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National Historic Landmark MARYLAND STATE HOUSE
Maryland State House
Maryland State House

Location: Anne Arundel County, State Circle, Annapolis.

This statehouse, whose soaring dome dominates the Annapolis skyline, is the oldest still in continuous use for legislative purposes and is one of the most historic buildings in the Nation. It has been the scene of many stirring events. Not only was it the Capitol of the United States in 1783-84, but it was also the meetingplace of the Annapolis Convention, the immediate forerunner of the U.S. Constitutional Convention, and since its construction has always served as Maryland's seat of government.

For 9 months, from November 26, 1783, until the following August 13, this structure was the U.S. Capitol under the Articles of Confederation, following the Continental Congress' relocation from Princeton, N.J. During its 6-month session, in what is known today as the Old Senate Chamber, the Congress on December 23, 1783, accepted George Washington's resignation as commander in chief of the Continental Army; on January 14, 1784, ratified the Treaty of Paris ending the War for Independence; and on May 7, 1784, approved the appointment of Thomas Jefferson as Minister Plenipotentiary. After adjournment on June 3, 1784, a "Committee of the States," which was charged with handling Government affairs, continued to use the chamber until August 13. In November Congress reconvened in Trenton, N.J.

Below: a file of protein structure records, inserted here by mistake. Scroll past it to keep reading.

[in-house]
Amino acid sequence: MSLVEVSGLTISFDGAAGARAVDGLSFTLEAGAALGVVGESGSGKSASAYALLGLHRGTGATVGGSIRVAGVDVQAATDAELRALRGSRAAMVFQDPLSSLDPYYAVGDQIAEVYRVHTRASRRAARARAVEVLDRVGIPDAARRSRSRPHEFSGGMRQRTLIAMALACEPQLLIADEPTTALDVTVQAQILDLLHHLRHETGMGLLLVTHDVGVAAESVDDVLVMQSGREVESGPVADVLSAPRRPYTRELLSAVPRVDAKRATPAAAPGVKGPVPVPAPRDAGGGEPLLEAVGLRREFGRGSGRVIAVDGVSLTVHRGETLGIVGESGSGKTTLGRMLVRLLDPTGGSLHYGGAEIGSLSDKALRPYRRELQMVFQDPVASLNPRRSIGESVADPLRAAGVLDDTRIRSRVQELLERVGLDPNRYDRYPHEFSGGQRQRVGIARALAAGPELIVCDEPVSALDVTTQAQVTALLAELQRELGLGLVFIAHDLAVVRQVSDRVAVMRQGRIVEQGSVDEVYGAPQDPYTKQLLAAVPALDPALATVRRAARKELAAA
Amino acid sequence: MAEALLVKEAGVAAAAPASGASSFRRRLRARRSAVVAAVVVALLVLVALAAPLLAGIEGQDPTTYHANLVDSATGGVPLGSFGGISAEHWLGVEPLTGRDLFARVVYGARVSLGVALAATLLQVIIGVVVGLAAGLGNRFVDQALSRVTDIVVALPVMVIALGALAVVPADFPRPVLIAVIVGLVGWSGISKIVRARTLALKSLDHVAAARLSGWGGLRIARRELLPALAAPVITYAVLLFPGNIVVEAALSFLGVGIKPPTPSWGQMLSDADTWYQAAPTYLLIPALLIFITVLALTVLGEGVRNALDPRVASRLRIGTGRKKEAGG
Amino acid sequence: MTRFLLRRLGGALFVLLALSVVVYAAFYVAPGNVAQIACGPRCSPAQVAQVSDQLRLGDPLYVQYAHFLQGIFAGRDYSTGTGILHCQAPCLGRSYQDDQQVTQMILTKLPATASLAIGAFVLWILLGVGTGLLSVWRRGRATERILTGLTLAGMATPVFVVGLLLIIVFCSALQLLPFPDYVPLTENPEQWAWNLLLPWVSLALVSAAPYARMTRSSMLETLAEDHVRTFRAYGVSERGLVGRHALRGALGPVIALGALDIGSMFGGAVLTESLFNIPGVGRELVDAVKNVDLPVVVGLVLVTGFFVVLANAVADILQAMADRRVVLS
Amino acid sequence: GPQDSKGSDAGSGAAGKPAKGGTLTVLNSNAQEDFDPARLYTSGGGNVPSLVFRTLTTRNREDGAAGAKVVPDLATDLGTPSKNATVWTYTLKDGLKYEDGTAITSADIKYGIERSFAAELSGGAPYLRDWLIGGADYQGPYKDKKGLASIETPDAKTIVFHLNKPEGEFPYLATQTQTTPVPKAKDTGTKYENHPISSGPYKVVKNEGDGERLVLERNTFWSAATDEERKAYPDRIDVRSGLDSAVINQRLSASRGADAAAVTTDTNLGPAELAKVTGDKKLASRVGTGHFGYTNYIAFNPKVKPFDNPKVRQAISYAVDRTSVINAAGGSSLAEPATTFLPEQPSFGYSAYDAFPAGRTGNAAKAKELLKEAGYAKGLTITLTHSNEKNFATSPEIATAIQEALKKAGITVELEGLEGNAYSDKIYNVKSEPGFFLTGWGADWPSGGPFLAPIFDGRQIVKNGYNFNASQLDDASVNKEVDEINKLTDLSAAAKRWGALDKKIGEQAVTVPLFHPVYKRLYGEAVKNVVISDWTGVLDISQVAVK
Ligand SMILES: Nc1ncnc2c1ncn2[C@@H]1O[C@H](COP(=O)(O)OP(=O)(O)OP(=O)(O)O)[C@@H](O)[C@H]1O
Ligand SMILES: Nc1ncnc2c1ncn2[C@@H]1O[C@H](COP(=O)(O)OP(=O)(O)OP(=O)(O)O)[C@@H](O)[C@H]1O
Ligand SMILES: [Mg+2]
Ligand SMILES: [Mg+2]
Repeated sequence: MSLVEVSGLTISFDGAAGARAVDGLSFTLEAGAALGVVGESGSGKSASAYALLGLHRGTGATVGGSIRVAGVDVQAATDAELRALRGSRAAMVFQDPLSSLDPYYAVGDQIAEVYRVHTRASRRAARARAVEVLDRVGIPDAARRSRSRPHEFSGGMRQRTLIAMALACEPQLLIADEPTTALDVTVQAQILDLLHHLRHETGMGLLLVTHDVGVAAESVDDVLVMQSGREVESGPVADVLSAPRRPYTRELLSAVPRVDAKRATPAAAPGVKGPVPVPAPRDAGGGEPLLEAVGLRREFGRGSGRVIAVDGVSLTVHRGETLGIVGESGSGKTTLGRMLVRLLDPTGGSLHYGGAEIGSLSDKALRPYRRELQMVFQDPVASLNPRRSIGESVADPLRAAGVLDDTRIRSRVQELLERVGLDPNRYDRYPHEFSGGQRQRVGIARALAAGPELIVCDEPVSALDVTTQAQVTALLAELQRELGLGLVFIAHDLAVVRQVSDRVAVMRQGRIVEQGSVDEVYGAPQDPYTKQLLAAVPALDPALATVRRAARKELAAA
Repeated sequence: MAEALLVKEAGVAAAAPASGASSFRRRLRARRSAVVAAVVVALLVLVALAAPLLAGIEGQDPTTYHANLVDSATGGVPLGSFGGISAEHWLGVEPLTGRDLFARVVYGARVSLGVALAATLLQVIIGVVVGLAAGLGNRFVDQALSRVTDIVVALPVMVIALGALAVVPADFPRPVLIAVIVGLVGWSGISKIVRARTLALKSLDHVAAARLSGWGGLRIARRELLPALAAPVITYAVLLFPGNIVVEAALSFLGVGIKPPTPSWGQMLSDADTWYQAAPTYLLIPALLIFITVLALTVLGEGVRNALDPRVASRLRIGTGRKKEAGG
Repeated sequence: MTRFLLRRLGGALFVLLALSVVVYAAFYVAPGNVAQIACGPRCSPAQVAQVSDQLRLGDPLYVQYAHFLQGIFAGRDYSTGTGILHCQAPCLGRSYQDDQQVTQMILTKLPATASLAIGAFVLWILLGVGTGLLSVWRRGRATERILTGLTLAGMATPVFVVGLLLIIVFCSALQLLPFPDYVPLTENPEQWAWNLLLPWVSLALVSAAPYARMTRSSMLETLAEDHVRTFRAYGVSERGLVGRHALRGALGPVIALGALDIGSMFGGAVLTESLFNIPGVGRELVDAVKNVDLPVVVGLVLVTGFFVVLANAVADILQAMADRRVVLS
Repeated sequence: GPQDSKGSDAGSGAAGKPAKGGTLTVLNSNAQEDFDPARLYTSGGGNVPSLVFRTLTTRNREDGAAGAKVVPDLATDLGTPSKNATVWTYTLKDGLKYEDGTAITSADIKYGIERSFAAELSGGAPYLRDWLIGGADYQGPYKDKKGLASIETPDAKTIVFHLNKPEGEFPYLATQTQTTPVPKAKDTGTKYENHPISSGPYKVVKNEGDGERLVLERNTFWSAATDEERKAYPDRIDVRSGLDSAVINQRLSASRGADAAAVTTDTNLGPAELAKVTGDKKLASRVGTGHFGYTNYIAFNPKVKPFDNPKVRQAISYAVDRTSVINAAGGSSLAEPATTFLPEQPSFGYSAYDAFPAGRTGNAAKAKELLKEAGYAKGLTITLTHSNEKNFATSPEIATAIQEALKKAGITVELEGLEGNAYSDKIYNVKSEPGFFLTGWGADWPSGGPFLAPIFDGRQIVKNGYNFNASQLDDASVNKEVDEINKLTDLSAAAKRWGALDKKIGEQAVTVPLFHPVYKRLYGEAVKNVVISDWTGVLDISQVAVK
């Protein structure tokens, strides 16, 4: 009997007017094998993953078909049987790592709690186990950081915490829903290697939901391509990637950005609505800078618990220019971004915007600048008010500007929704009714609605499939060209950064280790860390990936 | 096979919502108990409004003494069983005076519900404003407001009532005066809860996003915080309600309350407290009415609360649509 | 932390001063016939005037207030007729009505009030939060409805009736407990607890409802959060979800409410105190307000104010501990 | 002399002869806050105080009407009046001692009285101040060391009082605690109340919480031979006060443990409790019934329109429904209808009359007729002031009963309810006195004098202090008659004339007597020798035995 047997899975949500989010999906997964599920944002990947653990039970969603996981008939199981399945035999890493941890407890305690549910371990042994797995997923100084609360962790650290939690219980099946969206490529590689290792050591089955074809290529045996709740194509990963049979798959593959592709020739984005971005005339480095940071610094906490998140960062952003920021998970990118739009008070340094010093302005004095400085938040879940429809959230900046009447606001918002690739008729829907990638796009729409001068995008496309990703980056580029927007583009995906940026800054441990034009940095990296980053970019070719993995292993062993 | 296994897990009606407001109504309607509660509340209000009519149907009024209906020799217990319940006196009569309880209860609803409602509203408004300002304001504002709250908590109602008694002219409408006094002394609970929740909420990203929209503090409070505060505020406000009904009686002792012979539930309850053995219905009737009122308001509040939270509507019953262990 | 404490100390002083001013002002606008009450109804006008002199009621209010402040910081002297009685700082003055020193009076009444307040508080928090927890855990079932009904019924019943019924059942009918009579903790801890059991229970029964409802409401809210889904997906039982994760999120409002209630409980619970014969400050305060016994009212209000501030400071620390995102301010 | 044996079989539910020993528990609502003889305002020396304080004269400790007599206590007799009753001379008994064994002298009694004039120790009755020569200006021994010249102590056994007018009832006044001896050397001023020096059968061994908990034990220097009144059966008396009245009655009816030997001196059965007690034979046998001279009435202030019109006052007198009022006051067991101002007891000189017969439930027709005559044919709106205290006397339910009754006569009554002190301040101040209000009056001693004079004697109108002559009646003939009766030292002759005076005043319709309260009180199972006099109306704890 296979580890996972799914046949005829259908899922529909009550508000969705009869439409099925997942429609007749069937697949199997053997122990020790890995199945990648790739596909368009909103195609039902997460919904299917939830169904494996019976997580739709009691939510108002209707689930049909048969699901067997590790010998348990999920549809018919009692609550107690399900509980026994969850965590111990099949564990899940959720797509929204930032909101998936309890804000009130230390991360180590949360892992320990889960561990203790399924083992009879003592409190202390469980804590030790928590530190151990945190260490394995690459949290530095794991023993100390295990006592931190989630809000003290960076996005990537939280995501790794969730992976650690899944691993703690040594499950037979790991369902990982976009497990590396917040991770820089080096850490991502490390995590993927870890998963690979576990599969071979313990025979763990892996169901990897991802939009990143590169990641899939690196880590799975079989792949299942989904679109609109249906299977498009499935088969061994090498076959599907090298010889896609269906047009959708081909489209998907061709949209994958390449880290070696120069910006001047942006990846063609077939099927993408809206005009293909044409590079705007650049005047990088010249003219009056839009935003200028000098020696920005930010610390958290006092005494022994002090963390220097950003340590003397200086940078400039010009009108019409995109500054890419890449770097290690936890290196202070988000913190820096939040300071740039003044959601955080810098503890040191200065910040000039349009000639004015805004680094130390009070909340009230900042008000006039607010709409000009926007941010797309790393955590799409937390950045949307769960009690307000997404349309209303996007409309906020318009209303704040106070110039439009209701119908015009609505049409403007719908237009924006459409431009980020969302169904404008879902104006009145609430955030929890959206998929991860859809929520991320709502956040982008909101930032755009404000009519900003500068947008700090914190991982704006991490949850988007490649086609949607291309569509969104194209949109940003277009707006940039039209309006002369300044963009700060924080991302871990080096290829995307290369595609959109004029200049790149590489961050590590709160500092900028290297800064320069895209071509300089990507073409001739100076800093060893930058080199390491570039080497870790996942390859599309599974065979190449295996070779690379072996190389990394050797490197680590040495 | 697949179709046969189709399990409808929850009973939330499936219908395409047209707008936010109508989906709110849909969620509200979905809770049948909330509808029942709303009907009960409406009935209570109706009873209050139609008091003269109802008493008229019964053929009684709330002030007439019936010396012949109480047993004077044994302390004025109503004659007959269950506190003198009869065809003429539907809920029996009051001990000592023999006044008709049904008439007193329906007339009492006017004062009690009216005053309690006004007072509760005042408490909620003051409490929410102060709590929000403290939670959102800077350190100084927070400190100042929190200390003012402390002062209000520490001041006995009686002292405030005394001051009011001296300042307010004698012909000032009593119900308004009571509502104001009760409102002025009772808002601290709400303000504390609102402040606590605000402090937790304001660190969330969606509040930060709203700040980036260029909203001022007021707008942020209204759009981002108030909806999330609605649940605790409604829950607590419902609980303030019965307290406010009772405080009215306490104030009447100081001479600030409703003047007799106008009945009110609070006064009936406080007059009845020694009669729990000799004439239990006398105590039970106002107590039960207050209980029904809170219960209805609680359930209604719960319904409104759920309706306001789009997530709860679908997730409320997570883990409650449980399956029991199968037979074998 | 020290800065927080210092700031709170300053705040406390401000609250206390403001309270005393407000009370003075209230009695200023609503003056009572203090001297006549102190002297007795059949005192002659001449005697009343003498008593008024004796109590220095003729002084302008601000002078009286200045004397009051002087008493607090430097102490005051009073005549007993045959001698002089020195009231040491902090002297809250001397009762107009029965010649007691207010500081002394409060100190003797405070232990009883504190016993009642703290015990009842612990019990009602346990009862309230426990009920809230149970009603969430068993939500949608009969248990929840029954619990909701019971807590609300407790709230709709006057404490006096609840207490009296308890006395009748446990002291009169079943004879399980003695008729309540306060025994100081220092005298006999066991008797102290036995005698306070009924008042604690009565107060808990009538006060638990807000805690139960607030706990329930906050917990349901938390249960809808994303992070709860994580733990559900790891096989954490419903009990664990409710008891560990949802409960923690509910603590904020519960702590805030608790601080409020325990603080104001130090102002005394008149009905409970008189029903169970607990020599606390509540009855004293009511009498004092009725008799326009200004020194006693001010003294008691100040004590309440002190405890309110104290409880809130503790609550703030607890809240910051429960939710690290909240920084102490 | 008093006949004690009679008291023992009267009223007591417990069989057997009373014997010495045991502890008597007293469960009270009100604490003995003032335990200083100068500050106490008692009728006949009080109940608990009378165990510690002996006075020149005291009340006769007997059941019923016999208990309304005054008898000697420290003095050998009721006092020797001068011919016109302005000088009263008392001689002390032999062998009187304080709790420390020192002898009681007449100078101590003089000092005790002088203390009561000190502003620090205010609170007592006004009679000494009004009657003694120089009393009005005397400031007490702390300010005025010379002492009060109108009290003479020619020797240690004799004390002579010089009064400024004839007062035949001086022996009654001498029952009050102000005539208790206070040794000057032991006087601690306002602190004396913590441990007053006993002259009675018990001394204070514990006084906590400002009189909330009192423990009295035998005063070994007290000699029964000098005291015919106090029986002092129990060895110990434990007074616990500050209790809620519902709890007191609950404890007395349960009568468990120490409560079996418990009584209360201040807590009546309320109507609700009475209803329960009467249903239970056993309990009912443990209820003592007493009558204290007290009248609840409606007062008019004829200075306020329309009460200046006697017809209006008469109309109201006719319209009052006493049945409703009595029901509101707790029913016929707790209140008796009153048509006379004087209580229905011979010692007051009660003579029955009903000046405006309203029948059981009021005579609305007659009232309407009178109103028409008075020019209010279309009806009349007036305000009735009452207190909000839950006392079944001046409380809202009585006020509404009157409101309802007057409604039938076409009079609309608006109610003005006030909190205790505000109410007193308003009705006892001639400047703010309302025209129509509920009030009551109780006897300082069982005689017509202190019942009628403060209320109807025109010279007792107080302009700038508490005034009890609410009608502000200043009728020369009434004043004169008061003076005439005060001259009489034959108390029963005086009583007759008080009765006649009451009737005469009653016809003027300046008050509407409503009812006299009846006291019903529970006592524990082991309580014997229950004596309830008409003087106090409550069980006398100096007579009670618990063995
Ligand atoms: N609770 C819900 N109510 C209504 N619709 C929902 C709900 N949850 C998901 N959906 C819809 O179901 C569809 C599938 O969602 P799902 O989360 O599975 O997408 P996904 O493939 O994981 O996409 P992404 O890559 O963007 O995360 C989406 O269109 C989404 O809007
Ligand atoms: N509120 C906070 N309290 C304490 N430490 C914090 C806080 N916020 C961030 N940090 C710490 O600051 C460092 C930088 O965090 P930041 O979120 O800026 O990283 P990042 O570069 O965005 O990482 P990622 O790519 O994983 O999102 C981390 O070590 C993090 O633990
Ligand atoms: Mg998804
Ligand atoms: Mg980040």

Maryland State House
Maryland State House. (National Park Service (Boucher, 1975).)

But the building was destined to figure prominently once again in national affairs. Although Maryland did not appoint any delegates to the Annapolis Convention (September 1786), she made her capitol available for its sessions, which were probably held in the Old Senate Chamber. Because only 12 representatives from 5 States had arrived, no action was taken on the proposed topic, the recommendation to the States and the Continental Congress of measures to improve domestic and foreign trade. Instead, the conferees suggested that Congress and the States sanction another convention to consider means to strengthen the Articles of Confederation. This proposal was approved; the Constitutional Convention was the result.